In what way would such an experience of success
    1) change the culture and practice of the governing class;
    2) increase and sustainable powers for TDs to make the powers-that-be accountable;
    3) improve the skills and competence of the state class;
    4) lead to the development of checks and balances to limit the scope for similar excesses (including inertia) afterwards?

  5. Donal,

    I would argue that the overcharging for electricity and gas is fundamentally different from the other issues you have raised. It is a litmus test. Almost all TDs, comprising those who are subservient to a party-line, those in hock to the benefitting sectional interests or those weighed down by out-dated ideological baggage, either explicitly or implicitly accept the status quo of electricity and gas over-charging. Conversely, they would find it almost impossible to authorise the restructuring and re-financing of the ESB and Bord Gais that would be required to eliminate this unnecessary and excessive cost burden that is being imposed on consumers and the economy. Therefore, no government will risk proposing the policy changes required.

    As a result, almost all TDs support, either by default or overtly, the continued implementation of a policy that is detrminental to the interests of the vast majority of their constituents and to the economy. Most TDs, whether in government or not, and public officials seek to maintain this stance by denying the existence of the blatant over-charging that is taking place. The ESB and Bord Gais find themselves in the blessed position of being able to nip in the bud any hint of a policy change that would benefit consumers but which would impact on their structure and operations in a manner not to their liking.

    If they are confronted with the possibility of policy changes that they oppose all the boards and managements of these semi-states have to do is to hint at the possibility of being unable to restrain the response of the trades unions representing their staff. And there is an entire army of public officials in other agencies, academics, lawyers, accountants, PR operatives, economists, consultants, etc. which is fully supportive of the ESB’s and BGE’s stance. The Department, the CER , the ESB and BGE are the principal sources of demand for these external services in the Irish energy sector.

    This is a perfect example of Official Ireland versus the majority of citizens, with Official Ireland implementing policies that benefit some self-selected sectional interests and are detrimental to the interests of the vast majority of consumers and to the economy.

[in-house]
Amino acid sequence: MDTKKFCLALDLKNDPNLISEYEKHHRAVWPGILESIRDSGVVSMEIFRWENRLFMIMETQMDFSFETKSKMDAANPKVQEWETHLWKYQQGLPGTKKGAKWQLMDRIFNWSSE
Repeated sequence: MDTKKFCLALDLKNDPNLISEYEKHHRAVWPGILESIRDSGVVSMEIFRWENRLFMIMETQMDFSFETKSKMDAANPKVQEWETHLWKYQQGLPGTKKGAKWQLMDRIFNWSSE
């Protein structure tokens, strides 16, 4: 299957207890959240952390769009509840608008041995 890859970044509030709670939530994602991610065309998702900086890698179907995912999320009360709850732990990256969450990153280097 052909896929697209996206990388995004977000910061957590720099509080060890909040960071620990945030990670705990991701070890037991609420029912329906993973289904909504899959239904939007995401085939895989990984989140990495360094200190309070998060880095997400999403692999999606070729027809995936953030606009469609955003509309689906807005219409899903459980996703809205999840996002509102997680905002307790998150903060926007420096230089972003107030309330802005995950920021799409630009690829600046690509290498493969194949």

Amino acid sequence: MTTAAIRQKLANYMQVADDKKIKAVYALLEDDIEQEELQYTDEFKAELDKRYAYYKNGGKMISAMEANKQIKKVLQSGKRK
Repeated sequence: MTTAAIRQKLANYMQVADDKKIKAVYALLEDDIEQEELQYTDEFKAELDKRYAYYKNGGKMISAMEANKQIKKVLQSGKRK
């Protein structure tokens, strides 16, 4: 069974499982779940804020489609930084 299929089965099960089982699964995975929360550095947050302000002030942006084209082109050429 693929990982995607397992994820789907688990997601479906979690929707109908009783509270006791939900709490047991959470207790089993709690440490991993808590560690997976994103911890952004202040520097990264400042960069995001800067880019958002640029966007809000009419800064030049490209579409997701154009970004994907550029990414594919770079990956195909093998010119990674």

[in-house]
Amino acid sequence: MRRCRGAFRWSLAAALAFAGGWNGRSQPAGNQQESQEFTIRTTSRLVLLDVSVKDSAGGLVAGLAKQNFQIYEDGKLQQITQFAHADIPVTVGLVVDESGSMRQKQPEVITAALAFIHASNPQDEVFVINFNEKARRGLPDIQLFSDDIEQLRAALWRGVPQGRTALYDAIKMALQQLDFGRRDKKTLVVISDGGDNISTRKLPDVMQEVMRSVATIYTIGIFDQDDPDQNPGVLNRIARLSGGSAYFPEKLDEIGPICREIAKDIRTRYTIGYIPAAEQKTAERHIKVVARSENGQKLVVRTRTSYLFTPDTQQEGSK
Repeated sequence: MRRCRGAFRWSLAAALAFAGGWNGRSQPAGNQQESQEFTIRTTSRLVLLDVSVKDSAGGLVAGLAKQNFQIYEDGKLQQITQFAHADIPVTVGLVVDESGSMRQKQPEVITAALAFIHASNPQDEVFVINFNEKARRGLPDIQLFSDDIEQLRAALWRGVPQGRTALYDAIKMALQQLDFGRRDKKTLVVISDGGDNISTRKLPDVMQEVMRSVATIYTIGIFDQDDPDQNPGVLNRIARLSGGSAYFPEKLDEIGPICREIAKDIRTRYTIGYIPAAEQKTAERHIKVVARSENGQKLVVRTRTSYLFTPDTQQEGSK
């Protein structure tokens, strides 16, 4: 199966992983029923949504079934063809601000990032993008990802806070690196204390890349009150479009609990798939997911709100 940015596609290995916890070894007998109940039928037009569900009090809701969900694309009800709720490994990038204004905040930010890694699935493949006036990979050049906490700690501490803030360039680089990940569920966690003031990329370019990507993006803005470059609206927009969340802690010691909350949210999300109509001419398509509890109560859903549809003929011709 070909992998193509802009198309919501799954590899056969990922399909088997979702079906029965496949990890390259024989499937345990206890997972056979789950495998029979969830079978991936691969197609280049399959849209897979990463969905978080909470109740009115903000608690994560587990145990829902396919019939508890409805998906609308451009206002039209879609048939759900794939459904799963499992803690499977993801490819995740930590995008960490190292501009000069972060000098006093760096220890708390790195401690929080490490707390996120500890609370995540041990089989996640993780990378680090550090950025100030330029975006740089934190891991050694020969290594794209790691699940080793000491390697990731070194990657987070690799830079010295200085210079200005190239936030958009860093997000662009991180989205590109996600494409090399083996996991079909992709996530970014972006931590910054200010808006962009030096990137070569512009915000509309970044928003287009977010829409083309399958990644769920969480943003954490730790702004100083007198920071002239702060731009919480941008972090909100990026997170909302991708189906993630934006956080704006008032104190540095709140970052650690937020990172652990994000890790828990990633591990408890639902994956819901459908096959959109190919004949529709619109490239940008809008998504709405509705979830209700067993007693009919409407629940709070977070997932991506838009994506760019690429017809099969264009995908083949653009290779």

There really is no better place to start – to begin to open citizens’ eyes to the damage that is being done to their interests and to the economy and that is fully sanctioned by the TDs they have elected.

  6. Since there’s so little posting here I thought I’d link to this interesting take by Jane Suiter and Theresa Reidy:
    http://www.irishtimes.com/newspaper/opinion/2012/1029/1224325865047.html

    It seems very relevant to this thread.

    There is also an interesting piece in The Economist:
    http://www.economist.com/news/britain/21565220-why-backbench-mps-are-becoming-so-much-harder-control-unleashed

    which highlights the increased ‘bolshiness’ of backbench MPs in Britain and the extent to which it is forcing a re-balancing of the powers of parliament and government.

    Trying to tie it all together the case should be clear: legislators should legislate; they are not an arm of government. And legislators should scrutinise government and hold it to account; governments can act only in accordance with the legislation the legislators have enacted. There are, of course, rights that need to be enshrined in the Constitution, but legislators should be free to modify the enforcement of these rights as social behaviour and the body of public opinion changes slowly over time – and as advances in science, technology and human understanding impact.

    When we look with a clear eye at how representative parliamentary democracy should function – and taking account of improvements in its functioning in Britain and in other EU member states – it highlights how dysfunctional the entire system is in Ireland.

Leave a Reply

Fill in your details below or click an icon to log in:

WordPress.com Logo

You are commenting using your WordPress.com account. Log Out / Change )

Twitter picture

You are commenting using your Twitter account. Log Out / Change )

Facebook photo

You are commenting using your Facebook account. Log Out / Change )

Google+ photo

You are commenting using your Google+ account. Log Out / Change )

Connecting to %s